Indonesia is one of the top waste producers in the world, generating 64 million tonnes of waste annually. Channel NewsAsia’s Pichayada Promchertchoo travels to its capital Jakarta to find out what it takes to keep the city clean.
JAKARTA: The dumpsite reeks of rotten garbage but Eman Sulaiman is oblivious to the stench. This is what most of his life has smelled like. The elderly garbage collector has become used to it.
In the shade, he is catching his breath after a long walk. Mountains of waste tower above his frail, withered body. Both knees are stiff and his feet, clad in rubber boots, are sore. Yet, he cannot rest. There are still hours to go and many bins to empty before the day is over.
“I’m so tired. But it’s better than having no job,” Sulaiman says. He does not know when he was born but appears to be in his late sixties. His face is wrinkled and tired, his hair thin and grey.
Nearby, a brown tabby cat tucks into a rotting fish head, unconcerned by the crawling worms in nearby murky puddles.
This has been Sulaiman’s workplace for the past 36 years. It is the only job he could find after his small business was forced to close.
“When I first started this job, I found it very disgusting. People throw away all sorts of things, even dead animals. The sight and smell made me want to vomit. I couldn’t eat for weeks.”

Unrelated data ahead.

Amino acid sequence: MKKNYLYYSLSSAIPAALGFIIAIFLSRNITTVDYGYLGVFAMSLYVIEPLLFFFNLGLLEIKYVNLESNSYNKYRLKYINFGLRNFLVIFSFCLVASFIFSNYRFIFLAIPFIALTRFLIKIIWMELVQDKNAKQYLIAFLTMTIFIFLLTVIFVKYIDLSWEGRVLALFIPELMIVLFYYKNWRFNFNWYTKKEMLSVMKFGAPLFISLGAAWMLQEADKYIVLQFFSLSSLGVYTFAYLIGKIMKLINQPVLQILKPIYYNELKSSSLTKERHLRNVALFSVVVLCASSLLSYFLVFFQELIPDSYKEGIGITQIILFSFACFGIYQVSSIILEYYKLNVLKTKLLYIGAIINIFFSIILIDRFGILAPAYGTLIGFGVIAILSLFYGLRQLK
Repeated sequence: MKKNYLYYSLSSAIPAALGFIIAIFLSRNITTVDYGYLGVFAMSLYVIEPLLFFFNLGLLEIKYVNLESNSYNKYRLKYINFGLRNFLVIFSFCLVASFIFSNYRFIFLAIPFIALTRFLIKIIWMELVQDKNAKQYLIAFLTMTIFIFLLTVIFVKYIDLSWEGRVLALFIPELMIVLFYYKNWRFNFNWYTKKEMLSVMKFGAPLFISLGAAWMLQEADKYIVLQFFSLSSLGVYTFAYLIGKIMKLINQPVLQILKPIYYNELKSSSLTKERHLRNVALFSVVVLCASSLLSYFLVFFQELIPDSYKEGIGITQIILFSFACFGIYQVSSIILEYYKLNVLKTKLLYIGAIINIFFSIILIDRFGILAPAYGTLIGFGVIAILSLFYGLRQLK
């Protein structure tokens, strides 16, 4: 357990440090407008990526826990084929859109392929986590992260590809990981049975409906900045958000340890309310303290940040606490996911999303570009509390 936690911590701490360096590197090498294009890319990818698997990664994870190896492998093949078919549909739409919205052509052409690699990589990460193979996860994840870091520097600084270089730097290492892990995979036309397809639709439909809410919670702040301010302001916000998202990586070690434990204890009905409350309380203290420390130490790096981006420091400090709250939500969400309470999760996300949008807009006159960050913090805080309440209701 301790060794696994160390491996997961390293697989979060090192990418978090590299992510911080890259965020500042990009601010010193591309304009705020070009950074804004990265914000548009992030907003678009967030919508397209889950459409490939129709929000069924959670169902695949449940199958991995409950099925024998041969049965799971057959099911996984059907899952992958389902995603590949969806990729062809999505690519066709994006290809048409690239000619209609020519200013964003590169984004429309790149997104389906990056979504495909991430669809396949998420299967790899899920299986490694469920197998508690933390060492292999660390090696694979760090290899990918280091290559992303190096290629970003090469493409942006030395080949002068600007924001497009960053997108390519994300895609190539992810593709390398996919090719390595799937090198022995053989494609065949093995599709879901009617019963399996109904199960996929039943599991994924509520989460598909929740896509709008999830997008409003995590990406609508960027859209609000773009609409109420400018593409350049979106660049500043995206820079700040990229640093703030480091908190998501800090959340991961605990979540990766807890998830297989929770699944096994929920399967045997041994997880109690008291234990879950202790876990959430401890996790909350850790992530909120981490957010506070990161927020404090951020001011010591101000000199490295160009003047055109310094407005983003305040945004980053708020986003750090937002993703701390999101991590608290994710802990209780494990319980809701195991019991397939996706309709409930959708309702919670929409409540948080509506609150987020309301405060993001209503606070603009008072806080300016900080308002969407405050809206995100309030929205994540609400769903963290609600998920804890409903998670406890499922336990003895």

“But thank God, I’m used to it now.”
Sulaiman fills up his handcart with garbage. When it is full, the cart can weigh more than 90 kilogrammes. (Photo: Pichayada Promchertchoo)
The sun is burning and Sulaiman is sticky with sweat. For hours, he has been pulling his garbage cart through crowded neighbourhoods in North Jakarta, emptying hundreds of bins with his bare hands.
The two-wheeled vehicle can weigh more than 90 kilogrammes when it is full of rubbish. To stop it from weighing him down, Sulaiman has to tie its front part to his chest with a nylon rope, which leaves a mark on his skin.
Work is difficult with his old age and feeble limbs. But the need for money keeps him going – US$53 a month for working seven days a week. Most of the income goes on cheap food – rice, eggs and instant noodles – and a rent of US$15 a month for a 3×2 square metre shack in a slum.
“I’m so tired. But it’s better than having no job.” (Photo: Pichayada Promchertchoo)
Every dollar he earns comes with sweat and exhaustion. But besides the physical strain, Sulaiman also has to contend with the rubbish he collects, anything from rotten food crawling with maggots to soiled tissue paper and plastic bottles filled with urine.
“They’re disgusting even to look at. But I have to pick them up with my hands. What can I do? It’s my job.”
INDONESIA’S WASTE CRISIS
As Indonesia grows more urbanised, its waste piles up. Annually, the Southeast Asian nation produces 64 million tonnes of waste, according to its Environment and Forestry Ministry. Fourteen per cent of the total amount is plastic, making it the world’s second biggest contributor of plastic waste in the oceans, after China.